Canadian retail sales surged 4.2% in June from May, led by a strong rebound in demand for clothing and accessories, while July retail sales likely fell 1.7%, data showed on Friday.
Sales increased in eight of 11 subsectors, representing 69.5% of retail trade, as COVID-19 restrictions were eased and Canadians flocked back to nonessential stores, Statscan said.
“There’s nothing like some retail therapy to cure the post-lockdown blues,” Royce Mendes, senior economist at CIBC Capital Markets, said in a note to clients.
“The general rebound following lockdowns shows the willingness of Canadians to spend and, more broadly, how quickly the economy can bounce back when Covid cases are low,” he added.
While the preliminary estimate for July was disappointing, economists noted that even with the decline, retail sales remain well above their pre-COVID-19 levels. The drop in July could also signal a shift to more spending in bars and restaurants.
“It’s very possible that spending was redirected to services as that sector more fully reopened,” said Benjamin Reitzes, Canadian rates and macro strategist at BMO Capital Markets.
Canadian provinces eased restrictions through the spring as new COVID-19 cases fell amid a successful inoculation campaign. But a Delta variant-driven rebound of COVID-19 cases is starting to cloud the outlook.
Clothing and accessory sales spiked 49.1% in June, with sporting good sales up 27.9% and home goods up 23.2%. Sales of new cars rose by 3.3% and used cars jumped 3.0%.
($1 = $1.0000)
(Reporting by Julie Gordon; editing by Jonathan Oatis)
Teetering property developer Evergrande sparks contagion fears for China's economy – CBC.ca
Property developer China Evergrande Group is teetering on the brink of collapse, weighed down by a giant debt load and billions of dollars of real estate it can’t sell as quickly or as profitably as anticipated.
While trouble has been brewing for a year, it’s coming to a head now, as the conglomerate missed one loan payment in June and more are expected. The company’s offices were the site of angry protests this week, and things could get even uglier on Monday when the company is likely to miss another key interest payment to its increasingly concerned financiers.
Evergrande’s possible collapse is sparking fears that it could take other parts of China’s housing market down with it — and impact business interests outside China, too.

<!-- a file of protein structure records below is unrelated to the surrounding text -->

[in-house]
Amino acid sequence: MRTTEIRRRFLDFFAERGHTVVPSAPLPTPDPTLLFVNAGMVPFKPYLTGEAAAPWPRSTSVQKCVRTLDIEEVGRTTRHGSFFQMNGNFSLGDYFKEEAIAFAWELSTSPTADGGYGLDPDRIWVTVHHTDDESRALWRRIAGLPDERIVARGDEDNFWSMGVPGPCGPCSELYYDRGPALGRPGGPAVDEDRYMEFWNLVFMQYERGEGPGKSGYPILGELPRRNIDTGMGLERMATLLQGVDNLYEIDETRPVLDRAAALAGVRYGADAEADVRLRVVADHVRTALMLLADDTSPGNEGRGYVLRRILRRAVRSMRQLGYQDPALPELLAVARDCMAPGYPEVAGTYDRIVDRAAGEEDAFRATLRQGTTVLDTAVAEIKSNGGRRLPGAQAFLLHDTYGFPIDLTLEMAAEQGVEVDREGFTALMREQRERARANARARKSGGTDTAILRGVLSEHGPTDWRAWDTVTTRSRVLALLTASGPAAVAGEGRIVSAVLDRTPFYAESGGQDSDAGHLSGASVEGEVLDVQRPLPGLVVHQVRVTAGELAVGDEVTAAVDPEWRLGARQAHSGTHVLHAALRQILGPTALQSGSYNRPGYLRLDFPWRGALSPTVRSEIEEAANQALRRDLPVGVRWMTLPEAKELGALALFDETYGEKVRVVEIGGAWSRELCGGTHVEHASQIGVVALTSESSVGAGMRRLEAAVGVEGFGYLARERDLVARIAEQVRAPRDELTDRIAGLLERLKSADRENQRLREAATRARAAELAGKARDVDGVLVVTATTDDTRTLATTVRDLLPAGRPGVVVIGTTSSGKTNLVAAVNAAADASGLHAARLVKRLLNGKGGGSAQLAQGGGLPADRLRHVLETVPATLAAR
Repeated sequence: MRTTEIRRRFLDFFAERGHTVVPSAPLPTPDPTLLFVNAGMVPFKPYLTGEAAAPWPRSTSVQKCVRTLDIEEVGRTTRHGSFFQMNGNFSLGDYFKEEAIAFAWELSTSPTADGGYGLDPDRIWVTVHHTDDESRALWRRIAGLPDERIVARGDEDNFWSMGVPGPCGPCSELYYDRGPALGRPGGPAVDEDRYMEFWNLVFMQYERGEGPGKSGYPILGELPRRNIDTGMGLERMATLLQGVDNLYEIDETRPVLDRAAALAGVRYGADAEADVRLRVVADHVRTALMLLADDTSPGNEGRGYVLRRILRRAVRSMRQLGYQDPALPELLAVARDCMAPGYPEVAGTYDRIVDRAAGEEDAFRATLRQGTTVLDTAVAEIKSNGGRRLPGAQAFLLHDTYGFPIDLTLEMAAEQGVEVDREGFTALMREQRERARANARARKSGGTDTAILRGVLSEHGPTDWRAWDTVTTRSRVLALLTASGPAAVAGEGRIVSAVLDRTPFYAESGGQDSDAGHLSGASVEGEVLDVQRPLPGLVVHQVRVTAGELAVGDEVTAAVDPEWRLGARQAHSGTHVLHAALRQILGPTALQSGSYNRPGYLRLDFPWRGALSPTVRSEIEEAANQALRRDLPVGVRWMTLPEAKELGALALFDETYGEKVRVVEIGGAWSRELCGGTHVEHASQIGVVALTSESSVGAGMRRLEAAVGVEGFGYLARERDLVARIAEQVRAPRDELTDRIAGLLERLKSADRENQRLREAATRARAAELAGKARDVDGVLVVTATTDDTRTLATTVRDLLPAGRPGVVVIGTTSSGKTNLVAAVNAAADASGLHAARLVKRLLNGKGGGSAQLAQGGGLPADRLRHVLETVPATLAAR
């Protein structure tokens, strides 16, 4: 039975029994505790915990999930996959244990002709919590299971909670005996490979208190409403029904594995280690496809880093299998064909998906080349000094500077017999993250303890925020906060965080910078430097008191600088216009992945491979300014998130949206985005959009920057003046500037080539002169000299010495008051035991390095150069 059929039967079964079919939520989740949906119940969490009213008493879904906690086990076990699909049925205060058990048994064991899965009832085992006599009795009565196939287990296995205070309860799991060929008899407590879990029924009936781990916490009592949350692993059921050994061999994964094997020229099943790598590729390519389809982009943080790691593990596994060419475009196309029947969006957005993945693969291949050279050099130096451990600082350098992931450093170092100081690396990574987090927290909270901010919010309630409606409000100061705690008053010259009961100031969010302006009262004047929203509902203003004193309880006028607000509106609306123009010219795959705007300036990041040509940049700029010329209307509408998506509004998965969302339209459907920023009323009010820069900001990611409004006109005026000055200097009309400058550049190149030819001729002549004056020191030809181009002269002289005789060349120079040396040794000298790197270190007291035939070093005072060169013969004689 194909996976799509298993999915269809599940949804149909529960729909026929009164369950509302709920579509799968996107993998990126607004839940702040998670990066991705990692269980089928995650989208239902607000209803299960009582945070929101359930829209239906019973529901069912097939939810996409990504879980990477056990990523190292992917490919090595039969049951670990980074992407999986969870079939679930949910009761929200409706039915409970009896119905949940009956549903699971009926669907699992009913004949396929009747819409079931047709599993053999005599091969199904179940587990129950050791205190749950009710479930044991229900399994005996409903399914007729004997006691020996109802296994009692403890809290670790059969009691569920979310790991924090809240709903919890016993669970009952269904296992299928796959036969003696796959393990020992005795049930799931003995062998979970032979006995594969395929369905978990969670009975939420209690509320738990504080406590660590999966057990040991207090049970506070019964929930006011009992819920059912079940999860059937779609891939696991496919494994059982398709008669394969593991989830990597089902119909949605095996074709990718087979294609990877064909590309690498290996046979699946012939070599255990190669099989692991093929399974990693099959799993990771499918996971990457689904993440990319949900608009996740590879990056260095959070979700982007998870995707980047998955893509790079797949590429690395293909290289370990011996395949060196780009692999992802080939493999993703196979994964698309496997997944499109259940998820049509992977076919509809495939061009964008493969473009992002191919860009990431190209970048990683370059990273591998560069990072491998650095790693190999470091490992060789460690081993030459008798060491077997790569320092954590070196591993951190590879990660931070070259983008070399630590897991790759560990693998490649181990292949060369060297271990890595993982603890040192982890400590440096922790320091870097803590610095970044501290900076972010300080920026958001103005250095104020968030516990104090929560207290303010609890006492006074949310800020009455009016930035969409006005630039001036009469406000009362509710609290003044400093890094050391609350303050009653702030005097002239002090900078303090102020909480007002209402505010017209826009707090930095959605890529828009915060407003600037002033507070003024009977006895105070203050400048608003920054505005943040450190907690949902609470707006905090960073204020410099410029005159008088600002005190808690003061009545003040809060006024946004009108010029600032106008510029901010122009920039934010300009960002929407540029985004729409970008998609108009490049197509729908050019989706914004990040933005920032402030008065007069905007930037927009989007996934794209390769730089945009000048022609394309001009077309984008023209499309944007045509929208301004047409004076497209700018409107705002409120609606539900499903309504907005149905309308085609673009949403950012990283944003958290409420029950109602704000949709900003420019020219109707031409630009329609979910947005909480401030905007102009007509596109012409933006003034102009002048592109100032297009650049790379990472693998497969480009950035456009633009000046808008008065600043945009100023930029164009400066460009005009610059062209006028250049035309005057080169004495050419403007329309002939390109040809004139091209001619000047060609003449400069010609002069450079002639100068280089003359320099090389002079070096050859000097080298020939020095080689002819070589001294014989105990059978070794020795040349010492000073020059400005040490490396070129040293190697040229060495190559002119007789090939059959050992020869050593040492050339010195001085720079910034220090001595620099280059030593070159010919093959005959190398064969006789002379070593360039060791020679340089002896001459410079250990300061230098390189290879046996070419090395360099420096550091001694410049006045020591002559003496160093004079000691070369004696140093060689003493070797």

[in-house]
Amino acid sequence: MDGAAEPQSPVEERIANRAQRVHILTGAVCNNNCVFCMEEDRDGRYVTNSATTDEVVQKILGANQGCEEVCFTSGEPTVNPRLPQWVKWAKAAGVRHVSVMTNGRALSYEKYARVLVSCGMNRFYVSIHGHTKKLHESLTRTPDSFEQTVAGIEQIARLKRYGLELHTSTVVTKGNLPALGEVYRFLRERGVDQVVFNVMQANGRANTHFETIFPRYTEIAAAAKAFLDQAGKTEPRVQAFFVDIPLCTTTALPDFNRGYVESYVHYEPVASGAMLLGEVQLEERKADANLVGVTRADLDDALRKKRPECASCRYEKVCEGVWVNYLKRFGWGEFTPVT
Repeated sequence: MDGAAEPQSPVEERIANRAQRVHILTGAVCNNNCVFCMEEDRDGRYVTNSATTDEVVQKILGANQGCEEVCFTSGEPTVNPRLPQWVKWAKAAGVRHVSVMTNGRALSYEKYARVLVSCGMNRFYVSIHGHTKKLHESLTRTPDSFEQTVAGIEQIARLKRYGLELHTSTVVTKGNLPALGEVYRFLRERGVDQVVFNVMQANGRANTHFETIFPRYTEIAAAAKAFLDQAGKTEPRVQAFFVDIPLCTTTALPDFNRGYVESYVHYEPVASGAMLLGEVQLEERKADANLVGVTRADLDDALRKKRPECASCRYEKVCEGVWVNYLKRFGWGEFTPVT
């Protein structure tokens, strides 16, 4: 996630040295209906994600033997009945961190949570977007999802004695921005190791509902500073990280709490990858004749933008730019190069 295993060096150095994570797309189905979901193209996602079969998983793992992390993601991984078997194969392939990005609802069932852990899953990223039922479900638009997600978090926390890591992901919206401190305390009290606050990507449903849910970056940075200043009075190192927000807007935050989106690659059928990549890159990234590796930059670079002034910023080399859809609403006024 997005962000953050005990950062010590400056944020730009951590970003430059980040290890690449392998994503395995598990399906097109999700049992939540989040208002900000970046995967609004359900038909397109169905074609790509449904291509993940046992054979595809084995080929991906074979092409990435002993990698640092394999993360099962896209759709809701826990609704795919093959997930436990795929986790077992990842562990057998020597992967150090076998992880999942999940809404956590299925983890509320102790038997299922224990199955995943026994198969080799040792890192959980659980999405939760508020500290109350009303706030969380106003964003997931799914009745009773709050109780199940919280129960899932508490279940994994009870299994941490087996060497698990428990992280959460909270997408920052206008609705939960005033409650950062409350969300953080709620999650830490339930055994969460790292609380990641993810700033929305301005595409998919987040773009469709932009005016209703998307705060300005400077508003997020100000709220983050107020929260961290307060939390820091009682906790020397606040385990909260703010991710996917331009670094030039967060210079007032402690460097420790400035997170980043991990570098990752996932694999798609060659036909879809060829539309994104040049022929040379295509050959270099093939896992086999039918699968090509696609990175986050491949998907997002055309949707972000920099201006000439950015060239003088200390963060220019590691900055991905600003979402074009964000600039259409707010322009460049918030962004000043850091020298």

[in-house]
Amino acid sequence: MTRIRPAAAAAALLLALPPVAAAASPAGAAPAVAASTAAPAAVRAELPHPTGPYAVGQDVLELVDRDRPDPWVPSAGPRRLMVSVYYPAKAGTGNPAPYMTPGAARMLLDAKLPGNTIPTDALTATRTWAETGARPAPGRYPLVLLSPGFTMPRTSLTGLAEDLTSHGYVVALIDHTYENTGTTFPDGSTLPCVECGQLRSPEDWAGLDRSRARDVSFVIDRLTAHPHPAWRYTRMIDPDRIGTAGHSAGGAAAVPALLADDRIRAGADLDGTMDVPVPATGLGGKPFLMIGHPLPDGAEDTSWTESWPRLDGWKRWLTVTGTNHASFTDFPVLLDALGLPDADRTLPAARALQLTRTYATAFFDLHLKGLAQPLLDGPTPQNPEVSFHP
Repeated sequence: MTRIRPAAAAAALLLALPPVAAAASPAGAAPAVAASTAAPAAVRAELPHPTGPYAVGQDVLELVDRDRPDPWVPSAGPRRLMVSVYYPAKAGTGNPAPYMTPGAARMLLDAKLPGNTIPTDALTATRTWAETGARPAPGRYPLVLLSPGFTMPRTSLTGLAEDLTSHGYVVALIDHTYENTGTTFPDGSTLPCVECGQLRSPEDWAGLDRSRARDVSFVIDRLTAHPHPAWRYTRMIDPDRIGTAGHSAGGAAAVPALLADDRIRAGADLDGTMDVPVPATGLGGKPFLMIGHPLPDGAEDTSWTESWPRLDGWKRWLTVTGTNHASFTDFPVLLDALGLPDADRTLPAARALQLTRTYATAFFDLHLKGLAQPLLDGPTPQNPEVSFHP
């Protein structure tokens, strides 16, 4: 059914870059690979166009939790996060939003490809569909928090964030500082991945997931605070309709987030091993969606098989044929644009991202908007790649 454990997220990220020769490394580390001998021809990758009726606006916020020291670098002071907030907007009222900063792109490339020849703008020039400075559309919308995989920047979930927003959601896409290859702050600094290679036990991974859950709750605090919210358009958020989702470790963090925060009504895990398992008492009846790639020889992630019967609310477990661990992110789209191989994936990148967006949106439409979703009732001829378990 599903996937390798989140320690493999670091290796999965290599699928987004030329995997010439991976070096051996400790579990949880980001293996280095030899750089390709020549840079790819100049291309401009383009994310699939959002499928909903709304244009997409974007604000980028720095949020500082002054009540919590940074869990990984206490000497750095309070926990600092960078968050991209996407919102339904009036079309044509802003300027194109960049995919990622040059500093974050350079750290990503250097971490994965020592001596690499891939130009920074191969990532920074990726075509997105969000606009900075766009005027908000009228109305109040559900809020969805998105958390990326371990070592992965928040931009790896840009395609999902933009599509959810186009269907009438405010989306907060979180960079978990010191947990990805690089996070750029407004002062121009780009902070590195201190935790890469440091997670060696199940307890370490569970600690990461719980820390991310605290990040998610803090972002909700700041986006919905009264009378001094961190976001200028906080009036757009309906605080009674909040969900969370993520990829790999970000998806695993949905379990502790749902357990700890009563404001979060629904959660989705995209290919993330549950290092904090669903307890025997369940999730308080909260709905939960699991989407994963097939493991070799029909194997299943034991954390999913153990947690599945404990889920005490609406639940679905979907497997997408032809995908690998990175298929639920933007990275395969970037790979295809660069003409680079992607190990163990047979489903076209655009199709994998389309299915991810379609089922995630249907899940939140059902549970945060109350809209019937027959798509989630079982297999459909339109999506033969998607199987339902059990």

Here’s a brief explainer of what you need to know about the story.
What is Evergrande?
Founded in 1996 in the Chinese city of Shenzhen, across the border from Hong Kong, Evergrande is mostly a property developer, whose core business is buying up land and turning it into residential real estate. Company founder Hui Ka Yan is a former steel worker who rode China’s 21st century real estate boom to a fortune that was at one point last year worth $30 billion US, good enough for the title of third-richest man in China.
The company has built more than 1,300 housing developments in 280 cities in China, with plans for another 3,000 projects underway in various cities across the country.
But like any good conglomerate, it has expanded into all sort of other businesses, including bottled water and food, electric vehicles, theme parks, a Netflix-like streaming service with almost 40 million customers — and even a professional soccer team.
Why are they in trouble?
Debt — and lots of it. The company has almost two trillion yuan of debt on its books, the equivalent of more than $300 billion US. The company aggressively borrowed money to buy more land to develop, and sold apartments quickly at low margins to raise enough cash to start the cycle up again. Which works fine as a business model — until it doesn’t.
In late 2020, new rules brought more scrutiny to the company’s finances, which revealed higher-than-expected debt loads. That, coupled with mounting construction delays spooked buyers, setting up a vicious cycle. The company began its descent to pariah status as lenders and buyers lost their nerve in lockstep with each other.
Every attempt by the company since then to distract from its problems only served to draw more attention to them. Lenders got more and more unsettled. Existing owners got upset. New sales slowed, which created a feedback loop that got lenders even more jittery.